May 19-20 (Wed-Thu): vs. Kansas City Royals (2)
May 21-23 (Fri-Sun): vs. Cincinnati Reds (3)
May 24-26 (Mon-Wed): vs. Chicago White Sox (3)
May 27 (Thu): Off-day
May 28-31 (Fri-Mon): @ New York Yankees (4)

The Indians begin May in the middle of a homestand. The Blue Jays come in for three, then, following an off-day for them, we pay a visit (and hopefully we do not forget how to play well there because that’s one thing we finally figured out in 2009). Their off-day on the 10th marks the beginning of a 16-game stretch with no break (fairly lengthy, but Detroit fares worse in this department). They embark on an eight-game road trip featuring stops at Kaufman Stadium, Camden Yards, and Tropicana Field. That series with the Rays is a two-gamer, by the way. Their other two-game series is against the Royals at home. That will mark the beginning of an eight-game homestand for the Indians. Their first Interleague opponent is the Cincinnati Reds for round one of the Ohio Battle (and, given their records last year, one that will likely not generate much interest nationally, but you never know). A three-game series against the White Sox rounds out the homestand. Following an off-day, the Indians finish May with a four-game series at Yankee Stadium (And does anyone else find it a bit odd that Cleveland actually fared much better against the Yankees than either Detroit or Minnesota? They went 3-5). It should be noted that of the five May schedules in the AL Central, the Indians have the easiest one in terms of opponents’ 2009 win percentage, so if they were to make some noise, this would be the opportune time (We don’t really want that to happen, though).

Home games: 14
Road games: 12
Cleveland’s 2009 record against opposition: 41-50
Combined 2009 winning percentage of opponents: .489

May 3-5 (Mon-Wed): vs. Detroit Tigers (3)
May 6-9 (Thu-Sun): vs. Baltimore Orioles (4)
May 10 (Mon): Off-day
May 11-12 (Tue-Wed): vs. Chicago White Sox (2)
May 13 (Thu): Off-day
May 14-16 (Fri-Sun): @ New York Yankees (3)
May 17-18 (Mon-Tue): @ Toronto Blue Jays (2)
May 19-20 (Wed-Thu): @ Boston Red Sox (2)
May 21-23 (Fri-Sun): vs. Milwaukee Brewers (3)
May 24 (Mon): Off-day
May 25-27 (Tue-Thu): vs. New York Yankees (3)
May 28-30 (Fri-Sun): vs. Texas Rangers (3)
May 31-June 3 (Mon-Thu): @ Seattle Mariners (4)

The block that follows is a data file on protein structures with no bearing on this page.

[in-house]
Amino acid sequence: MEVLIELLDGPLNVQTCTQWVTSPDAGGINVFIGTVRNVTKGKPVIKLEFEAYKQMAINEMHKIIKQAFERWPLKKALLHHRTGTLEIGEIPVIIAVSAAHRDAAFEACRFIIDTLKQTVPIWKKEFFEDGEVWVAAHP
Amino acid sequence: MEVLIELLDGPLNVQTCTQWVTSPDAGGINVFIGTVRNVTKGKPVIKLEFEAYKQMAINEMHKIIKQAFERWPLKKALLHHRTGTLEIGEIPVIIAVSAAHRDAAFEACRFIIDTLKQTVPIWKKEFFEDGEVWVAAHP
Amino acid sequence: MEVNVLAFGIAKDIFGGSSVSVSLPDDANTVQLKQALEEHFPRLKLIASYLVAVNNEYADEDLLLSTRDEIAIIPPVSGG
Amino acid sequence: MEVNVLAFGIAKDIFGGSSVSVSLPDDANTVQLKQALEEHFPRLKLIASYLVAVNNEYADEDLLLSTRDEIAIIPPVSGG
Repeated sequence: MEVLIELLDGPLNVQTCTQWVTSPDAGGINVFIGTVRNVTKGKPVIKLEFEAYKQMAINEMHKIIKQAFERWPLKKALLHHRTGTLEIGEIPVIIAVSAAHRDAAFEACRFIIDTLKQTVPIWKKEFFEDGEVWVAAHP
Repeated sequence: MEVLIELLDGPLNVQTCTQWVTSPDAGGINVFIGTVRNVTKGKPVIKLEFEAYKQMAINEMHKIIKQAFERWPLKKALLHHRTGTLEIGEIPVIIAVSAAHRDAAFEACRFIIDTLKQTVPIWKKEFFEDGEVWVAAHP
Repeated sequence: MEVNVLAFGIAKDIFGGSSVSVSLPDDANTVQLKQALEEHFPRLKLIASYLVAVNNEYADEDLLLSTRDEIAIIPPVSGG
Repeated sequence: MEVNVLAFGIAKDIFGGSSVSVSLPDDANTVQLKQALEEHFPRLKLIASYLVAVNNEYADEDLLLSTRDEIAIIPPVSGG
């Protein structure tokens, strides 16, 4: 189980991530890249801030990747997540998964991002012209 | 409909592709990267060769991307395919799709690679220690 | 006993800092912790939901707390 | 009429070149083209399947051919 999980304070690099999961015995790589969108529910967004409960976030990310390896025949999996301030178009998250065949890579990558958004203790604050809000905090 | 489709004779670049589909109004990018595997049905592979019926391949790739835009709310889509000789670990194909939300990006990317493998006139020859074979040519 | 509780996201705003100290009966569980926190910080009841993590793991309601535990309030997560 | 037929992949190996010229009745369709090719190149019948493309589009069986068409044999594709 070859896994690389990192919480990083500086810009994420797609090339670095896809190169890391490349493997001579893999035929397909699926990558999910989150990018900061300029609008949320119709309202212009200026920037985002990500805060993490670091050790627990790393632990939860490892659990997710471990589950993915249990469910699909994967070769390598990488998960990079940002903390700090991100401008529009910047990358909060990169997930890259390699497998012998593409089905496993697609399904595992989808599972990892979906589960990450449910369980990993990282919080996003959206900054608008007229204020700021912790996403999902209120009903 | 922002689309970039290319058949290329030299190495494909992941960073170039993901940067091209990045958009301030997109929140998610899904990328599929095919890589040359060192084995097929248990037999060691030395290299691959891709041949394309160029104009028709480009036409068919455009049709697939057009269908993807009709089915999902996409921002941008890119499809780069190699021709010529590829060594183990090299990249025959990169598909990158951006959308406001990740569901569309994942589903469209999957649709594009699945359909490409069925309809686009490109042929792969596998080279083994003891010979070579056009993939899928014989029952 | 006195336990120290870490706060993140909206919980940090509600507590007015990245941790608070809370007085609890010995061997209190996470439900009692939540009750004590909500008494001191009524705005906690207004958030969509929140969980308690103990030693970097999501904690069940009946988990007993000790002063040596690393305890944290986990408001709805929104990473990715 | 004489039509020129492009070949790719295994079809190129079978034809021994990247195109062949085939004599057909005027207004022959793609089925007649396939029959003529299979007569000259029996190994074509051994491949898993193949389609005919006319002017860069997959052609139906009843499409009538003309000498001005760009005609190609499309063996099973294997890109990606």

Like the Tigers and White Sox, the Twins also have that off-day/2-games/off-day combo. The difference this time is that their other off-days are spread out a bit better (and as I said before, almost all of them are on Mondays). In May, the longest they go with no break is ten games. The Twins will also get a heavy dose of the AL East, including all their games against the Yankees (a team that they went 0-7 against in the regular season before getting swept by them in the ALDS; most Tigers fans may hate the Yankees, but they can be damn useful sometimes). To make up for it, though, the Twins spend the majority of May at home (much like the Tigers). Bear in mind that after May ends, they will not have to face the Red Sox or Yankees again for the rest of the year. That may give them an advantage down the stretch. They start off May with a nine-game homestand, featuring three against the Tigers, four against the Orioles, and two against the White Sox. Following a rare Thursday off-day (for them), they embark on a seven-game AL East road trip. They’ll spend the weekend at Yankee Stadium before visiting Toronto and Boston for two games each (That’s their only visit to Fenway Park, by the way). They’ll be at home for round one of Interleague play, which will feature a visit from THEIR natural Interleague rivals, the Milwaukee Brewers (The Twins went 12-6 in Interleague play this past year). After another off-day, they finish off their homestand with 3-game series apiece against the Yankees and Rangers before heading out to the west coast for a four-game set against the Mariners that will spill over into June. In short, the Twins’ May is similar to that of the Tigers: Difficult in terms of the opposition, but they’ll be at home a lot. Still, the Tigers must take advantage of the Twins’ schedule this month.